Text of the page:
31 January forecast
Forecast updated 5:00pm EST - 31 Jan 2011
A series of two winter precipitation events will move across the state of Indiana during the next two days.
A zone of sharp temperature contrast aloft will lay across the state, mainly the central portion of Indiana.
The regions under the warmer air aloft should expect to receive freezing rain and sleet throughout the period,
while regions to the north of this zone should expect to see mainly snow. We expect a sharp transition zone
between the snow and freezing rain/sleet to be found somewhere between Lafayette and Indianapolis,
this transition zone is likely to oscillate north and south during the two-day period, perhaps reaching into Tippecanoe County
for a substantial period of time. Given that this sharp temperature contrast is expected and the uncertainty in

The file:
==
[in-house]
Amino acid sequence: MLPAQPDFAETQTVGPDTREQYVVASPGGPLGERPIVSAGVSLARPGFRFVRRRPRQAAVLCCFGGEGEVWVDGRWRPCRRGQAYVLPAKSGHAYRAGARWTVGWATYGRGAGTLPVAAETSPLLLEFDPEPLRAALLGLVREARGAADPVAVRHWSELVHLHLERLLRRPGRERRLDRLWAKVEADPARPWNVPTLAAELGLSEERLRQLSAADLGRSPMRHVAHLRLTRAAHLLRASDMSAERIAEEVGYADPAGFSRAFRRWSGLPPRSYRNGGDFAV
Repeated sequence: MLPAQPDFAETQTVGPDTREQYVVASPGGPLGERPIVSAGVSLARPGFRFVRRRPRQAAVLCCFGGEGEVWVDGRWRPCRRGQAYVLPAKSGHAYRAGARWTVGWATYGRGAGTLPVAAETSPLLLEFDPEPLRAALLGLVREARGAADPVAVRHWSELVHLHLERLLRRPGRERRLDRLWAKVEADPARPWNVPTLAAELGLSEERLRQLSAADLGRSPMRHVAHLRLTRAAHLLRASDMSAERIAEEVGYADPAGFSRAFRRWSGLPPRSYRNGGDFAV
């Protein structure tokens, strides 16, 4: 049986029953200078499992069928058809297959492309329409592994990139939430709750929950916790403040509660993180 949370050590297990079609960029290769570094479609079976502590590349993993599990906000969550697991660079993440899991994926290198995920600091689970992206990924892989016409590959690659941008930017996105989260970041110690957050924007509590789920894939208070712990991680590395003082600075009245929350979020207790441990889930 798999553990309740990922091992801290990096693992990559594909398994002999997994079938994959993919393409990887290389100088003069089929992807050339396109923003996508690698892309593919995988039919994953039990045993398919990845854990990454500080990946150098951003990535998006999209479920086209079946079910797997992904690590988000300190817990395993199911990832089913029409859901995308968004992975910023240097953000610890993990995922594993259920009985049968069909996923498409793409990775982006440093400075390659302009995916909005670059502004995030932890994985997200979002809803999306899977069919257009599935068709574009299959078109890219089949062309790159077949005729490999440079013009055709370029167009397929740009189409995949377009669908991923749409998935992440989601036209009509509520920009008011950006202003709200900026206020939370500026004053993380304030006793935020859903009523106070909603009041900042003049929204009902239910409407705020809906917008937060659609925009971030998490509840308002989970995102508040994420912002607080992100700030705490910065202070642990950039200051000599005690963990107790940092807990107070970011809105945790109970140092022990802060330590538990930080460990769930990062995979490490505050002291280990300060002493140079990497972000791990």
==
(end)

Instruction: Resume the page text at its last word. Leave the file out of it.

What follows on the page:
the predicted storm track, it is still difficult to predict precisely where this snow/freezing rain transition will occur.
The map below shows our forecast as of Monday afternoon.
The first area of precipitation should move across the state during the next 12 hours and could produce up to 4-6" of snow
across north-central Indiana. The second area of precipitation is associated with a major developing surface cyclone
that should produce ~6 hours of intense precipitation around midnight Wednesday morning, with heavy snow, sleet, and freezing
rain expected as one moves north-to-south across the state. Blizzard conditions are possible at times with winds approaching 35 mph
and visibilities near zero during this portion of the storm. Blowing snow and drifting conditions should also be expected.
Travel will likely be extremely dangerous during this storm, and many roads may be impassible, especially with the blowing and
drifting snow. The Indianapolis metro area and surrounding areas could potentially receive 1"+ of ice, widespread power outages
and dangerous road conditions can be expected in the region highlighted in red below.
For official forecast information, check the National Weather Service in your local area.
today's short-range forecast graphic was produced by Mike Baldwin